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Mutual Fund News


Special to The Globe and Mail

Terry Gervais, 65


Business owner


Several positions in the futures market. He's short on Japanese bonds and long on natural gas.

The investor

Self-employed in a party and tent-rental company, he spent more than three decades as the owner of a successful catering company.

How he invests

Mr. Gervais has traded stocks since a teenager. "My first large win put me through first-year university," he reports. It was in Mississauga-based Steadman Industries, a maker of a "universal retainer to hold cargo containers on trucks, trains and boats." He is now more of a futures trader, playing commodity trends in his own account. Mr. Gervais also has a managed account with Toronto-based Blackheath Fund Management Inc., Mr. Gervais has found during his four decades of investing that "the best investments ... have been to go short a commodity that seems to have risen to an unsupportable height."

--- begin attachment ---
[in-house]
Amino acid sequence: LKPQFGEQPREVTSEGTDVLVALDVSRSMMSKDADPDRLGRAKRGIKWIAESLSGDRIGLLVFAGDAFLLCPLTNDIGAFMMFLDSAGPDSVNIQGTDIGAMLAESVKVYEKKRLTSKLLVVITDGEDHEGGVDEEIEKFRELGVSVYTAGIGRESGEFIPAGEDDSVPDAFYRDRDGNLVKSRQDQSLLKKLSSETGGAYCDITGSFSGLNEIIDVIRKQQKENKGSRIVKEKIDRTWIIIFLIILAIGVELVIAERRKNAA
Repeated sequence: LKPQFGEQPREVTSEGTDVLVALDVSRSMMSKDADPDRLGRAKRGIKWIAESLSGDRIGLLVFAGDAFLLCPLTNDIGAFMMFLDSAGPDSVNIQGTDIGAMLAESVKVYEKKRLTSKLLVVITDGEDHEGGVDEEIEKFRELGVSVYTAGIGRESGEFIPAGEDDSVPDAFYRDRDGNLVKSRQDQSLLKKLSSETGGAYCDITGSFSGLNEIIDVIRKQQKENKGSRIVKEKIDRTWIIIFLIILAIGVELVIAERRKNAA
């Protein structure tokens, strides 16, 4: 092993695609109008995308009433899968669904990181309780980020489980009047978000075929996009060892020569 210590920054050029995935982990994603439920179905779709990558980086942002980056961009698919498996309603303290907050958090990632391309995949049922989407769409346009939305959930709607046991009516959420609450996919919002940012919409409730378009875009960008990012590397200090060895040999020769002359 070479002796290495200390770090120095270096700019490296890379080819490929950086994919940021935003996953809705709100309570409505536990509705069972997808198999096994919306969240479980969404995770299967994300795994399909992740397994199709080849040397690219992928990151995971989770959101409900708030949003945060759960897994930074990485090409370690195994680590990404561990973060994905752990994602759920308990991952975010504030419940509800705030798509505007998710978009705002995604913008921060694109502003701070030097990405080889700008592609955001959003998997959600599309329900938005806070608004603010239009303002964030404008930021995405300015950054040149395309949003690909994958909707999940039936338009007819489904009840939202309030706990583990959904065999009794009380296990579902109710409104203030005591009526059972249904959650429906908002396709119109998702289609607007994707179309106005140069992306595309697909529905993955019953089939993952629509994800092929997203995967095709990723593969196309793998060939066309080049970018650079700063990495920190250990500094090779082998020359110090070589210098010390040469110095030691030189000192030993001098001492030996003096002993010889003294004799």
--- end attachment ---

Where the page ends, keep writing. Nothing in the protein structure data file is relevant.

His first big score came in 1976. "I felt that coffee was trading too high at $3 a pound. Over the next month, I was able to make $100,000 playing coffee from the short side, as it fell." It can be a real gamble. "One needs nerves of steel - or stubbornness." The stress can sometimes be too much. After his coffee trade, he lost all the gains on other commodities. "I must take breaks, where I will walk away for a half year or so."

Best move

Shorting Japan's Nikkei stock index when it was above 30,000 in the early 1990s.

Worse move

His short on now-rallying Japanese government bonds.


"My advice is to deal with an adviser to start."

Want to share your strategies?


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